Tuesday 21 January 2020

Deficit target won't be hit but new cuts should be avoided, says bank

John Mulligan

John Mulligan

THE Government is unlikely to meet its deficit target this year but further budget cuts should be avoided to prevent a further deterioration in business and consumer sentiment, Ulster Bank says in a report.

The bank reckons that Ireland's economic growth this year will slump to just 0.2pc -- way off the 1.3pc forecast that underpinned the Government's December budget -- as export growth slows.

"This means that the 2012 budget deficit is likely to exceed the programme target of 8.6pc in our view," say Ulster Bank economists Simon Barry and John Fahey. They say that raises the question of whether additional fiscal measures should be introduced this year in order to prevent that target being missed.

But they warn that such a move would add to the headwinds already facing domestic demand, which is "very weak and fragile".

"On top of the direct impact of further policy tightening, an unscheduled supplementary budget would also create additional uncertainty for households and businesses as they reconsider investment, spending and hiring choices in the face of a different fiscal and economic outlook," the economists point out.

They caution: "At a time when the recovery is also facing a materially weaker external demand outlook, this could trigger a much more negative dynamic for the overall economy".

They say that could in turn intensify a downward spiral if a further negative impact on the real economy filtered into the public finances and the banking sector.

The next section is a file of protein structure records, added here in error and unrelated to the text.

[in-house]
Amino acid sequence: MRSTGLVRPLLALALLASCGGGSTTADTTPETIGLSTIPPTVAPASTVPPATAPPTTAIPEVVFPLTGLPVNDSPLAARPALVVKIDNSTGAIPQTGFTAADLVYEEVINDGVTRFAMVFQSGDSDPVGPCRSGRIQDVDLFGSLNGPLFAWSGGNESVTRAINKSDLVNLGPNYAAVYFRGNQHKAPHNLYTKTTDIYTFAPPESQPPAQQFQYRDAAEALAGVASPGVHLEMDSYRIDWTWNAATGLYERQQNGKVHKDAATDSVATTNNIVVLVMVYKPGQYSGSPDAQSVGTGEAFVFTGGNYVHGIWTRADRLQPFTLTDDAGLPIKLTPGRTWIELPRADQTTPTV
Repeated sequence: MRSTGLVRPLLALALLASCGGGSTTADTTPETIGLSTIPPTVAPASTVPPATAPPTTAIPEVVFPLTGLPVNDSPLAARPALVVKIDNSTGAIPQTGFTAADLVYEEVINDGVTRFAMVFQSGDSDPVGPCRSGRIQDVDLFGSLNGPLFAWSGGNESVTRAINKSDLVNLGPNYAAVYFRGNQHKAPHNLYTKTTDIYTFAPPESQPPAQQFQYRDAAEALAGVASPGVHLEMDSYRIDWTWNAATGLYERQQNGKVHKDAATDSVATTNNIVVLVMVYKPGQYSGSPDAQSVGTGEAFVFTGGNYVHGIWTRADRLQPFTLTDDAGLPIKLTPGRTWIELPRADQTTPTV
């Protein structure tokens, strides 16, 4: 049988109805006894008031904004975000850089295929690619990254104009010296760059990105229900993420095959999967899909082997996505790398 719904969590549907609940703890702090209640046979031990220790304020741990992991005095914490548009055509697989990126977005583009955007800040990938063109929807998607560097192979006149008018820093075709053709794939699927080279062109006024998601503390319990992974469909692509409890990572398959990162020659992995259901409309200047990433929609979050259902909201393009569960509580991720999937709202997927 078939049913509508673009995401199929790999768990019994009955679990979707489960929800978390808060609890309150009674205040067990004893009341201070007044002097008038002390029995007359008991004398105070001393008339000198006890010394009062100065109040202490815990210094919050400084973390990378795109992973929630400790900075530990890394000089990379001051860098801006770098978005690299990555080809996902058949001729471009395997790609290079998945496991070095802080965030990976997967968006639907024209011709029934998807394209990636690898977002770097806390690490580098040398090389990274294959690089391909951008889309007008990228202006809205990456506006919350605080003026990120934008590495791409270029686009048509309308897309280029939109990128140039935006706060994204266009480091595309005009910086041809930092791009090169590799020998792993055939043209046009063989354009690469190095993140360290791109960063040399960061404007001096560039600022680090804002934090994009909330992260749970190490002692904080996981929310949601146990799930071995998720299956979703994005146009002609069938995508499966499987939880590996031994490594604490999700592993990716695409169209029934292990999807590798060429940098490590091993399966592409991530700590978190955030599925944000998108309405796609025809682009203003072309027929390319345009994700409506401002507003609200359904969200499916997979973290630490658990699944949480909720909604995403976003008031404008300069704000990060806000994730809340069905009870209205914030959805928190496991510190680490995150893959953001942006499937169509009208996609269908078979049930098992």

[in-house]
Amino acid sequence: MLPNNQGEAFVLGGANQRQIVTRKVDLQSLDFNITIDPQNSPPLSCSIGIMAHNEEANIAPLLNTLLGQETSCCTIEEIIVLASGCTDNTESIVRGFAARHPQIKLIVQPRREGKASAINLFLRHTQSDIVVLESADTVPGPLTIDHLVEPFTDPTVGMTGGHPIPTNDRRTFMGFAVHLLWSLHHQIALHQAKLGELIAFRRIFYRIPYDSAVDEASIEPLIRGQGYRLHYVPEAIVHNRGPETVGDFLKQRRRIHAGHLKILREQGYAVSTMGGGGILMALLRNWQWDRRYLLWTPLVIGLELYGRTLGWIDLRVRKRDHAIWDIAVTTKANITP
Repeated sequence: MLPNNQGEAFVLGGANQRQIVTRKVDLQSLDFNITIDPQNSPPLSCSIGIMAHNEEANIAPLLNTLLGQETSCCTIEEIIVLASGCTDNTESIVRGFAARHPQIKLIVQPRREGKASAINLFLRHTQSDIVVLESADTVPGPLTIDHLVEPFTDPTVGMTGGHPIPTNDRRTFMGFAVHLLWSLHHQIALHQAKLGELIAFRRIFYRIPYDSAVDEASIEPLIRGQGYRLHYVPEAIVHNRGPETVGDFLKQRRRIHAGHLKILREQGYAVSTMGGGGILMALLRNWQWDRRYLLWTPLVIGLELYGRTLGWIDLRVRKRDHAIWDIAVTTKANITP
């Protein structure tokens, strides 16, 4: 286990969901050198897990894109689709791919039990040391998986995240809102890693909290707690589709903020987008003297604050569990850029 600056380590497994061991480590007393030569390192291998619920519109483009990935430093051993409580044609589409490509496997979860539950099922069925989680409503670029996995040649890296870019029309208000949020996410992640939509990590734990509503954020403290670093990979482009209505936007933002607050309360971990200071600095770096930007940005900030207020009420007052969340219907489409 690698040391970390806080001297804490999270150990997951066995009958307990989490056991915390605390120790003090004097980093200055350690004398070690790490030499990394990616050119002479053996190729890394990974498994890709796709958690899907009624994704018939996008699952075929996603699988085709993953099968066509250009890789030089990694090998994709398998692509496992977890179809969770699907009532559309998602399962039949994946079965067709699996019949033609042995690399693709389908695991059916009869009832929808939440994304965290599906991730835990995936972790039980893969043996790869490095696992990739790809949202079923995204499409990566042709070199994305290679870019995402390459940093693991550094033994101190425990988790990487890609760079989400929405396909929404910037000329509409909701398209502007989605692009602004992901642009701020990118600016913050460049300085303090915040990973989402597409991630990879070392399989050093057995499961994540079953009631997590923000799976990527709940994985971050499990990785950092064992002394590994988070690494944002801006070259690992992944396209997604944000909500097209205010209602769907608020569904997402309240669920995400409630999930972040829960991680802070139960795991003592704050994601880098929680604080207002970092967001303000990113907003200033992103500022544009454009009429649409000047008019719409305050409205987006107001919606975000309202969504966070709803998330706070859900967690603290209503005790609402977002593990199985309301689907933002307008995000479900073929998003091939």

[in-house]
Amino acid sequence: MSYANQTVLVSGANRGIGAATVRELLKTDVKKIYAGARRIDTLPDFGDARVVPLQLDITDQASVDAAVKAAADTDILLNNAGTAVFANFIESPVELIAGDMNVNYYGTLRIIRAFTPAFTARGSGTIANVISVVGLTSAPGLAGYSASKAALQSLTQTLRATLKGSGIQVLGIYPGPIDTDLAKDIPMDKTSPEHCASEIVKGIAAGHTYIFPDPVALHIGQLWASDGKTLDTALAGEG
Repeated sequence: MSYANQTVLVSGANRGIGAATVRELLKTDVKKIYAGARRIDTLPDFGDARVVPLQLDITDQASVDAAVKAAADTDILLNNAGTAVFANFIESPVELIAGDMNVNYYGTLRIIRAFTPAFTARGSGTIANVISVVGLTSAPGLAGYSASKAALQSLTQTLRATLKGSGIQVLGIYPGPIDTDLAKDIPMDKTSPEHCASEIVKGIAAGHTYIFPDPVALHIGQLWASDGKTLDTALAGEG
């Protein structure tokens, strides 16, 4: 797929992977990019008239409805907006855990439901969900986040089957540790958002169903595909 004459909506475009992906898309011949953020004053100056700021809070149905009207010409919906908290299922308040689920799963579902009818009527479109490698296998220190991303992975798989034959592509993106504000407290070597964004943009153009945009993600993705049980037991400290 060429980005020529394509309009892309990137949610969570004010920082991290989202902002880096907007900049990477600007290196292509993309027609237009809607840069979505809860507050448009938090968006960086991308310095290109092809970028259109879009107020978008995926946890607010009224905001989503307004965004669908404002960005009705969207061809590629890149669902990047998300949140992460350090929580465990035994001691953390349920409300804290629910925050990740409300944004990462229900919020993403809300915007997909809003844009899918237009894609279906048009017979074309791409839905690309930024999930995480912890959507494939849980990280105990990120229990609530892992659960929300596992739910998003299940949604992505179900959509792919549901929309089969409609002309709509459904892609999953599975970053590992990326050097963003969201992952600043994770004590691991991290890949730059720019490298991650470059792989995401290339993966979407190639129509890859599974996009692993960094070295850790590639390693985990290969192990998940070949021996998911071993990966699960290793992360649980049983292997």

Following last December's tough Budget, a further €8.6bn of cuts are planned up to 2015. The International Monetary Fund has suggested the Government consider abandoning or revising some perks for the elderly, such as travel passes, medical cards and cheap electricity.

The Coalition believes its planned cuts will reduce the deficit to 2.9pc by 2015. But struggling eurozone and UK economies are weighing on Ireland's chances of being able to deliver targets.

Still, there are some bright spots. The head of the IMF, Christine Lagarde, said on Thursday that the agency may upgrade its growth forecast for the US amid signs the economy there is rallying.

While Ulster Bank expects Ireland to record weaker export performance this year compared with 2011, its economists still think that there will be an improvement in 2013, helped by more solid international demand. They expect export and economic growth to be 1.5pc next year.

The unemployment rate will average about 14.6pc this year compared with 14.4pc in 2011 as the overall rate of economic growth remains insufficient to generate sustained net job creation, the economists predict.

Irish Independent

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